$10 Million for National Early Childhood Intervention Personnel Development Equity Center Awarded to UConn

'At UConn inclusion and belonging is woven into everything we do'

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UConn School of Medicine’s Mary Beth Bruder, Ph.D. has been awarded a $10 million federal grant by the U.S. Department of Education’s Office of Special Education, to provide technical assistance to increase equity in the delivery of early childhood intervention services to infants and young children from diverse backgrounds who have disabilities or developmental delays.

The new Early Childhood Intervention Personnel Development Equity Center is national in scope, and will be working with state systems of early childhood intervention, and institutions of higher education (IHE) who prepare the workforce to provide these services.

The Center is charged with assisting state systems to create more equity in early childhood intervention access, participation, and outcomes for all infants, young children, and their families, especially those who have traditionally been underserved because of racial, ethnic, and/or linguistically diverse backgrounds. The Center will also be creating equity-based curriculum for IHE and state in-service personnel preparation programs who prepare early childhood intervention teachers, therapists, and specialists. The curriculum will be competency based and aligned with practice standards to ensure the early intervention workforce will be able to create and provide appropriate and effective service models that will be welcoming to families and their children from diverse backgrounds.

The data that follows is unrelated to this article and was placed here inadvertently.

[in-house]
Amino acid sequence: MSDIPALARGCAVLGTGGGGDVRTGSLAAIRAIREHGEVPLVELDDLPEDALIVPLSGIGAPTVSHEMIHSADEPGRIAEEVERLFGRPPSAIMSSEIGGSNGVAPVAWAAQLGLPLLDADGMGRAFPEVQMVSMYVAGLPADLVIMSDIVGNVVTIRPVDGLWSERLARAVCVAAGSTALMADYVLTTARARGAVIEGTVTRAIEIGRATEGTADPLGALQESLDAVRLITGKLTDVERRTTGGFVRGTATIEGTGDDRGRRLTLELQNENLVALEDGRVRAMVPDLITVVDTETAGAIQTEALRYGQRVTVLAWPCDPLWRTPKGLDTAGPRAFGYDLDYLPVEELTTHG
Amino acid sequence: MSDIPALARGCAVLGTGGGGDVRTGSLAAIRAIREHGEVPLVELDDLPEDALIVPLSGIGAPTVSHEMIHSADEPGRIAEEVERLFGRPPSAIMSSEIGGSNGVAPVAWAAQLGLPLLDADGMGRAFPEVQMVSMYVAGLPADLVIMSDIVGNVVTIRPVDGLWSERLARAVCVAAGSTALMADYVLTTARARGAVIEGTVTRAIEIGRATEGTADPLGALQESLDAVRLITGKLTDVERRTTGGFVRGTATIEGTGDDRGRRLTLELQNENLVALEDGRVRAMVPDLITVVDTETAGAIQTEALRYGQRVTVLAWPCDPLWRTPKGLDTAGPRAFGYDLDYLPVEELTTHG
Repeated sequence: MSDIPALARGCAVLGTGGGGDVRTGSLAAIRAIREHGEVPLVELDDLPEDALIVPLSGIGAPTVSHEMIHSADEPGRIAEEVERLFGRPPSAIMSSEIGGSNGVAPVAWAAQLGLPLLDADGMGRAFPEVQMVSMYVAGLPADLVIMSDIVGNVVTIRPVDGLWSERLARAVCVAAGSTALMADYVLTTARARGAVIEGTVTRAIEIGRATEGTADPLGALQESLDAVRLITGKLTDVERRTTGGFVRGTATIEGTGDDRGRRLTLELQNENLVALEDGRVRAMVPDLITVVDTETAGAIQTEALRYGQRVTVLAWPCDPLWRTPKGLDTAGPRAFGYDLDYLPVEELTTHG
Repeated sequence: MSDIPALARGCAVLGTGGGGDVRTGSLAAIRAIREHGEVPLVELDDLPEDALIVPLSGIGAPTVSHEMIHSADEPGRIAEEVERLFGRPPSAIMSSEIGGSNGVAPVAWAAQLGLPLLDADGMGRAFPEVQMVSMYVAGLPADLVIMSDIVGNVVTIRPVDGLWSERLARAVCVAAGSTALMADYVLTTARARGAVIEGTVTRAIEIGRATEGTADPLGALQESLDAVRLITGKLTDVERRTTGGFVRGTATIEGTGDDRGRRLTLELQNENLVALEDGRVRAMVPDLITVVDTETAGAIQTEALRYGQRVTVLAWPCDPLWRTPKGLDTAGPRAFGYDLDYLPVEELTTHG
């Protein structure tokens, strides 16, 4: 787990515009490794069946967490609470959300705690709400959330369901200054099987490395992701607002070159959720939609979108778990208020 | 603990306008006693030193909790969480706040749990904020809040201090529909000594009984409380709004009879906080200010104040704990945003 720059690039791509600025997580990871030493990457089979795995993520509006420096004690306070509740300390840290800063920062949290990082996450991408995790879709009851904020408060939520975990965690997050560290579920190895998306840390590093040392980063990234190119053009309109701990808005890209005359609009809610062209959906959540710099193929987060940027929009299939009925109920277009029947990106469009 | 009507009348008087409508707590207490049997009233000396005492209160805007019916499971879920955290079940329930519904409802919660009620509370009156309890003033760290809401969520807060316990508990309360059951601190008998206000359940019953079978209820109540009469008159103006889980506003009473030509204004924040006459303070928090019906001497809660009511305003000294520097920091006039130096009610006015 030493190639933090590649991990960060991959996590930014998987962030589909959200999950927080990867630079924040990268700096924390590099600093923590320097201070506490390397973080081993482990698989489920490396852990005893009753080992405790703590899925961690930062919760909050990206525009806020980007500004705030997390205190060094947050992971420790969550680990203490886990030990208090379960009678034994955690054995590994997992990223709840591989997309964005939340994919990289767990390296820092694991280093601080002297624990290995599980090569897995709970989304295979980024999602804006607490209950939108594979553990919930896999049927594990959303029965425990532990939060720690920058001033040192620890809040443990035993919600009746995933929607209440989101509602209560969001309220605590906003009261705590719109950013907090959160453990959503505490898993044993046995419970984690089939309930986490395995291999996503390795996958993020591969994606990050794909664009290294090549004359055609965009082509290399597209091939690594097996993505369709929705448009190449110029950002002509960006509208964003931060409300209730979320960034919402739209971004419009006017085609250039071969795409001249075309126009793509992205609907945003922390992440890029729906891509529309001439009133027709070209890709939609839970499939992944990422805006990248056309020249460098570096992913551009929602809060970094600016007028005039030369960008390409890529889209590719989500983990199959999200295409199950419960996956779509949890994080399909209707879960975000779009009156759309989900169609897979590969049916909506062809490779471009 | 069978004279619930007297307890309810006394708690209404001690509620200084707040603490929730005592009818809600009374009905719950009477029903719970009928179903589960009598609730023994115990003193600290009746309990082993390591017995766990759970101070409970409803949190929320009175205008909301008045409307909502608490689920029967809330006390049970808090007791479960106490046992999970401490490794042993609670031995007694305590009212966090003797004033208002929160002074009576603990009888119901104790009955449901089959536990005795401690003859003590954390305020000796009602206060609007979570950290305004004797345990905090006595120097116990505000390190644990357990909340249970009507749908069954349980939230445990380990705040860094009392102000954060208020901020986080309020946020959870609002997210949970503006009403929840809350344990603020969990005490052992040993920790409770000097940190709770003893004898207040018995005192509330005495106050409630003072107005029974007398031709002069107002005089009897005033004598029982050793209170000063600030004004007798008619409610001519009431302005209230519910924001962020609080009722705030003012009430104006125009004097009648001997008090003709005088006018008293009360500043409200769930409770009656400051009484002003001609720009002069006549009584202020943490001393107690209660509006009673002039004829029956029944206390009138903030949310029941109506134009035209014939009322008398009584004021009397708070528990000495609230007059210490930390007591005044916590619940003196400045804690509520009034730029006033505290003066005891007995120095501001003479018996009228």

Mary Beth Bruder.
Mary Beth Bruder (UConn Health Photo)

Another focus of the center is to work with IHEs to recruit students into early childhood intervention personnel preparation programs who are more representative of the population served. That is, students who have diverse racial, ethnic, and/or linguistic backgrounds, and will graduate and become teachers, therapists, and specialists and serve infants and young children with disabilities or developmental delays who are also diverse.

“This large, federal grant funding will grow, diversify, and truly strengthen the nation’s early childhood workforce and provide more equitable interventions for infants and young children with disabilities and their families,” says Bruder, a leading early childhood intervention expert and professor at the UConn School of Medicine and the UConn Neag School of Education.

The latest U.S. Department of Education data show that children of color and diverse backgrounds are less likely to be receiving services than those in all other racial/ethnic groups combined. In addition, the personnel entering the early intervention and preschool special education fields do not reflect the demographics of these young children and families being served, with most personnel being predominately white.

“UConn, other universities, and over 40 national professional organizations are working with us on the center, as the work is so important,” Bruder says. “The combined efforts of all our partners will be needed to improve the current disparities in service delivery that is experienced by families and their children because of their diversity. Likewise, IHE programs have long recognized the importance of attracting, supporting and preparing students from racial, ethnic, and linguistically diverse backgrounds across the associate, bachelor’s, master’s, and doctoral degree levels, and supporting them to enter and stay in the early childhood profession.”